Vandals urinate and defecate in Protestant church in Derry

Religious leaders and politicians condemn incident

Church leaders and politicians in Derry have condemned vandals who broke into a Protestant church in the city and urinated and defecated inside it.

The Church of Ireland Bishop of Derry and Raphoe, the Rt Rev Ken Good, described the attack - on Christ Church in Infirmary Road - as "sacrilege".

The break-in was discovered by a parishioner who called to the church on Tuesday evening.

It is believed the vandals smashed a stained glass window to enter the church, and then attacked the church organ.


The Rector of Christ Church, Archdeacon Robert Miller, said those responsible smashed a panel behind the organ, where its inner workings are housed.

“They climbed in behind the organ and used broken glass - probably from a bottle of altar wine which they’d smashed - to cut parts of the mechanism which makes the organ work,” he said.

A glass decanter which had been presented to the church by former parishioners, was stolen. A number of windows were also smashed and vases of flowers knocked over, and a Bible was removed from the lectern and flung into the church sanctuary.

Archdeacon Miller said the attack on the church had upset the woman who made the discovery and was distressing to members of the congregation.

“Police have yet to establish a definite motive,” he said, “but it appears to have been a case of wanton vandalism.

“It will be a real trauma for parishioners who worship here and for our neighbours across the road at St Eugene’s [Catholic] cathedral with whom we have the most wonderful relationship.”

The church is known for its musical recitals and its organ is regarded as one of the finest instruments of its kind in Ireland. The organ has been extensively damaged, and is likely to be out of operation for a considerable period of time.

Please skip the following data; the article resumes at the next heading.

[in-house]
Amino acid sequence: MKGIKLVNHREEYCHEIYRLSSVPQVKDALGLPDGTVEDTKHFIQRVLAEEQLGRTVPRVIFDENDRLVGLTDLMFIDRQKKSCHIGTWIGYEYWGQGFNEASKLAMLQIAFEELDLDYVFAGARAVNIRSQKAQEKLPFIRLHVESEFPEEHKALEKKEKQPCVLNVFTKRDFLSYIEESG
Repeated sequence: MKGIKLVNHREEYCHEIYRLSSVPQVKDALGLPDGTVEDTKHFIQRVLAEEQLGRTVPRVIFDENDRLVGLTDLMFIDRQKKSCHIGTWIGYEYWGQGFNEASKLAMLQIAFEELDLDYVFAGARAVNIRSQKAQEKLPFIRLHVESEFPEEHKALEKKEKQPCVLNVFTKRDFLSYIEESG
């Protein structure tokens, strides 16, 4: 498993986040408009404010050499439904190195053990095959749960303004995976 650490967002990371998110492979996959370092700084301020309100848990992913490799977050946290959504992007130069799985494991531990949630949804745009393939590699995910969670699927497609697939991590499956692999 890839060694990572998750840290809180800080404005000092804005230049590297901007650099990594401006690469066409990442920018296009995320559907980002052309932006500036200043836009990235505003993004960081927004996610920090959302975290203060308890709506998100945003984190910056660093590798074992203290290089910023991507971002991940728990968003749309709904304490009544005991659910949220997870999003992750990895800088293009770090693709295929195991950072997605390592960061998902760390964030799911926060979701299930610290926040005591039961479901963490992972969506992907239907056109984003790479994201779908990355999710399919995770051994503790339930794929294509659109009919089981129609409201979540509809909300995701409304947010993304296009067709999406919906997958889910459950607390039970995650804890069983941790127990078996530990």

“Our church organist was heartbroken when he saw the extent of the damage,” said Archdeacon Miller. “The instrument was installed in the year 2000, after the previous organ had been destroyed in a fire, so this latest act of vandalism has come as a severe blow to us.

“We’ve already been offered support from the local community and from friends farther afield, and it will come as a great comfort to our parishioners to know that they aren’t alone.”

Bishop Good said the attack was another setback for parishioners who had faced many challenges, including an arson attack 21 years ago which seriously damaged the church.

“I feel compassion towards those who did this,” the bishop told local radio, “because I don’t know what their lives amount to if this is what they have to contribute to society.

“There are greater things they could be doing with their lives than this.

“The people who would perpetrate such an outrage are small in number and in no way represent the vast, vast majority in our community who want to live in peace and harmony,” he said.

The Catholic Bishop of Derry, Dr Donal McKeown, visited Christ Church and conveyed his horror at the incident, as did politicians from the DUP, Sinn Fein and SDLP.

Archdeacon Millar has invited everyone in Derry to Sunday morning’s service at Christ Church to show their solidarity with the parishioners.

Freya McClements

Freya McClements

Freya McClements is Northern Editor of The Irish Times